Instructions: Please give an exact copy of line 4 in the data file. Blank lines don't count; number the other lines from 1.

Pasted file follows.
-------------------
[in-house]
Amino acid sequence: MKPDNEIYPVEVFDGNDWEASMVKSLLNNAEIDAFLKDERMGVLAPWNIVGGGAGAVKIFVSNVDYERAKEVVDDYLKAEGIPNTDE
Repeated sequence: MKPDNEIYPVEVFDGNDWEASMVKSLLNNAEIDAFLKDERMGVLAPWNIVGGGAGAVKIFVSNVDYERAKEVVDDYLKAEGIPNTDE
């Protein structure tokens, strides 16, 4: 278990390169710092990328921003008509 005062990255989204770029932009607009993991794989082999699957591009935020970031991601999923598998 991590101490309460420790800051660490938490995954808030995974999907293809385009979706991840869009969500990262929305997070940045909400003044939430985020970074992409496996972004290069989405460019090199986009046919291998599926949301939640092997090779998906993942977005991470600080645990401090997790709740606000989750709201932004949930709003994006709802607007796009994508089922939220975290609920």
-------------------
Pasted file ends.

């Protein structure tokens, strides 16, 4: 278990390169710092990328921003008509 005062990255989204770029932009607009993991794989082999699957591009935020970031991601999923598998 991590101490309460420790800051660490938490995954808030995974999907293809385009979706991840869009969500990262929305997070940045909400003044939430985020970074992409496996972004290069989405460019090199986009046919291998599926949301939640092997090779998906993942977005991470600080645990401090997790709740606000989750709201932004949930709003994006709802607007796009994508089922939220975290609920």